Editor’s note: This media announcement was updated on July 7 and contains the following information: The unloading of SpaceX CRS22 is scheduled to take place at 10:35 am EST on Thursday, July 8, and NASA TV coverage is scheduled to start at 10 am NASA and SpaceX The Flight Control team continues to monitor the weather and jam locations. Certain parameters such as wind speed and wave height must be within a certain range to ensure the safety of the recovery team, science and spacecraft. There are other opportunities on July 9th and 10th. The space cargo ship was originally scheduled to depart earlier this week, but was delayed due to weather conditions off the coast of Florida.
Editor’s note: This media bulletin was updated on July 6th and contains the following information: Due to extreme weather forecasts on the Florida coast, the undock of SpaceX CRS22 is no longer scheduled on Wednesday, July 7th. NASA and SpaceX flight control teams continue to monitor the weather and landing sites, and are prepared to support the disengagement of the “Dragon” cargo spacecraft under safe conditions. Certain parameters such as wind speed and wave height must be within a certain range to ensure the safety of the recovery team, science and spacecraft. The next opportunity to undo the docking is at 10:35 AM Eastern Time on Thursday, July 8, and NASA TV coverage is scheduled to begin at 10 AM. There are other opportunities on July 9th and 10th. NASA will provide the latest information on the date of unloading on July 7 after the weather report.
NASA’s SpaceX Dragon cargo ship, loaded with approximately 5,000 pounds of scientific experiments and other cargo from the International Space Station, will take off on Tuesday, July 6 and splash down in the Atlantic Ocean on Thursday, July 8, completing the company’s construction. NASA’s 22nd commercial refueling service mission. Live coverage of the
takeoff will begin on NASA TV, agency websites, and NASA apps at 10:45 AM Eastern Time on Tuesday, July 6. NASA will not cover the landing.
SpaceX ground controllers in Hawthorne, California will order the Dragon to leave the spaceport on the Harmony module of the space station at 11 am, and NASA astronaut Shane Kimbrough will monitor the space station. After five minutes, the cargo ship will be physically separated from the space station, and then turn on the propeller to move to a safe distance, and then desorption and combustion will begin to re-enter the earth’s atmosphere. Dragon is expected to make an assisted parachute landing around 12 am. Thursday, July 8. The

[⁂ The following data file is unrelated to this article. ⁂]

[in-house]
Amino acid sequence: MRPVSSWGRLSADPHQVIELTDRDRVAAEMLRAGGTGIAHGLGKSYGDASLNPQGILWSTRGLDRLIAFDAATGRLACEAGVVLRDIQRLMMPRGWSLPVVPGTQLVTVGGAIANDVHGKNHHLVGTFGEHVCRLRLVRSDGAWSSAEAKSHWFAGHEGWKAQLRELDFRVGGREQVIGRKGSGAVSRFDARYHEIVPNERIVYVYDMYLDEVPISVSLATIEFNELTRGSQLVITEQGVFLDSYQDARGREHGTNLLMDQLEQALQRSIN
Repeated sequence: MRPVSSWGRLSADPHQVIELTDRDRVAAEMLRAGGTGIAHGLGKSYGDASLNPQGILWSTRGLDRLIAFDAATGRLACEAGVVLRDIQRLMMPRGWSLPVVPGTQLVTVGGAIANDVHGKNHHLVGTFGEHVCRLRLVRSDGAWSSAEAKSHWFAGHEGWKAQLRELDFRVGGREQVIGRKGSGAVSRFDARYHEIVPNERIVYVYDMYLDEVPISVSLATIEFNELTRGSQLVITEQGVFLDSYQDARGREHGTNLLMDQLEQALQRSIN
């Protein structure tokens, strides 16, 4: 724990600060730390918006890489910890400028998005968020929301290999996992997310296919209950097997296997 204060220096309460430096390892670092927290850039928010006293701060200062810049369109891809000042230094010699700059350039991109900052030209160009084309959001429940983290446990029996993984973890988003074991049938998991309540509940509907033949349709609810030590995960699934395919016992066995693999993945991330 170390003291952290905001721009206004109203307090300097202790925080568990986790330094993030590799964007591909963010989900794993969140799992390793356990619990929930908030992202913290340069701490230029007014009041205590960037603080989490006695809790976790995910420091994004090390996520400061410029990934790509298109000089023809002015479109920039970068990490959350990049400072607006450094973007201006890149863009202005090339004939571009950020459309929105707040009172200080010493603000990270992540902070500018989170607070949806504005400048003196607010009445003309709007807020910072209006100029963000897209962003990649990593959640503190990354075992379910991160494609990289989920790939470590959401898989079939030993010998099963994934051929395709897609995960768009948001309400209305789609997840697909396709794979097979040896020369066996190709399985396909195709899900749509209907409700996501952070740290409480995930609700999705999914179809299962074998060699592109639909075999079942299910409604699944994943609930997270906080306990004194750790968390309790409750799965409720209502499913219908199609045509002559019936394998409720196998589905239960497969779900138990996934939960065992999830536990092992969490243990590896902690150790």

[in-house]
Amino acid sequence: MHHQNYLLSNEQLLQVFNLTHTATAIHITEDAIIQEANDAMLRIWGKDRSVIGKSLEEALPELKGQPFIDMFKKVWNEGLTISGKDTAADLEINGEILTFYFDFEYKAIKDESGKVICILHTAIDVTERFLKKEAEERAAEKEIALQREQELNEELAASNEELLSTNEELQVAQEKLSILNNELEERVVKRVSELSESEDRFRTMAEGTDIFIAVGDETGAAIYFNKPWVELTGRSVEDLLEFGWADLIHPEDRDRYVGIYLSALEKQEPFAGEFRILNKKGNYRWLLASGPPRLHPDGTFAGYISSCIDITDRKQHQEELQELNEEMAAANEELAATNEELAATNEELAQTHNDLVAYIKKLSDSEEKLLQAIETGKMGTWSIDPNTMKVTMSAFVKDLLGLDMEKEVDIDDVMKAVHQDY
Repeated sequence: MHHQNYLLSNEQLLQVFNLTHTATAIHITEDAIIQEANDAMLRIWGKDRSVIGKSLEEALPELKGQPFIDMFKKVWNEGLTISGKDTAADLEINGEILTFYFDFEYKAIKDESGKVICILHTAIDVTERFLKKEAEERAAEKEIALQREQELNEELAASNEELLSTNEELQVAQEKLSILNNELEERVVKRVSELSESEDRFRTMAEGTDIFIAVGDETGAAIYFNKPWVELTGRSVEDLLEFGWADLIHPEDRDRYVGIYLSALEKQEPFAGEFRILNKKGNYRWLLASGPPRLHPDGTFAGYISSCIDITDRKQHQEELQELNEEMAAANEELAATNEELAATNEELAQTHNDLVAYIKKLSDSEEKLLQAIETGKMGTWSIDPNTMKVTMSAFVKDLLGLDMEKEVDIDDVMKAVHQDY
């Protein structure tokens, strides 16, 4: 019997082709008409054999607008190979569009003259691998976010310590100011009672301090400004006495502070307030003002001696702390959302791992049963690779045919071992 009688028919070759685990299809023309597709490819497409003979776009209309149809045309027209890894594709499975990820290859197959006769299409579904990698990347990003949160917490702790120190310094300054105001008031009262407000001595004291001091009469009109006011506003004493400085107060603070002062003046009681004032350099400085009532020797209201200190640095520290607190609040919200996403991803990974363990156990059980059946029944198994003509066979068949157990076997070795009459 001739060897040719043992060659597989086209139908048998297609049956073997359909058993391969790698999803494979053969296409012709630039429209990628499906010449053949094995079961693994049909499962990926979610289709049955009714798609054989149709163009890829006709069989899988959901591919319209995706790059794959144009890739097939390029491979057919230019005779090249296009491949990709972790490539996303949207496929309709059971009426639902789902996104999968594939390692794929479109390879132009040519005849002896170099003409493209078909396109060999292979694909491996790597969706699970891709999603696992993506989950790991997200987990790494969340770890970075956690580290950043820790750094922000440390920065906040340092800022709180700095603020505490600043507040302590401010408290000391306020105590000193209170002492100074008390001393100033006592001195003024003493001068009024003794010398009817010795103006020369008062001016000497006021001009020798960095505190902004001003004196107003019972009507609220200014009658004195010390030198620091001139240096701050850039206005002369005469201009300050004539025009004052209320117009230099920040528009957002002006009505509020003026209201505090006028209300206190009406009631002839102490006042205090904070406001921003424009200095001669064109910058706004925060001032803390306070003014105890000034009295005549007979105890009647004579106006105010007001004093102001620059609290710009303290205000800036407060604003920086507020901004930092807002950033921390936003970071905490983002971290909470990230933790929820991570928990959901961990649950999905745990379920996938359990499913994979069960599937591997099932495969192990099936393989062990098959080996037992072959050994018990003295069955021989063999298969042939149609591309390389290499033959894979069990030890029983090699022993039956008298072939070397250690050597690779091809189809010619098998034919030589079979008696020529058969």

splash from the Florida coast caused science to be rapidly transmitted in the capsule to NASA’s space station processing facility at the Kennedy Space Center in Florida, and then returned to the researchers. This shorter transportation time allows researchers to collect data with the sample minimally affected by gravity. The
Dragon was launched on June 3 by a SpaceX Falcon 9 rocket from Kennedys 39A launch site and arrived at the space station 16 hours later. The spacecraft delivered more than 7,300 pounds of research, crew supplies, and vehicle hardware to the orbital outpost. Dragon’s external cargo “trunk” contains six new ISS RollOut (iROSA) solar arrays, two of which are members of Expedition 65 Kimbrough crew and ESA (European Space Agency) astronaut Thomas Pesquet, on June 16 Installed in three spacewalks, 20 and 25. Some of the scientific research that
Dragon will return to Earth includes:
Freeze Drying2 studies how gravity affects freeze dried materials and can improve freeze drying processes in the pharmaceutical and other industries. Freeze-drying also has potential use for long-term storage of drugs and other resources in future scouting missions.
Molecular Muscle Experiment 2 tested a number of drugs to see if they can improve health in space and may lead to new therapeutic targets being examined on Earth.
Oral Biofilm in Space Investigates how gravity affects the structure, composition and activity of oral bacteria in the presence of common oral care agents. Research results may support the development of new treatments to combat oral diseases such as cavities, gingivitis, and periodontitis.

By Peter

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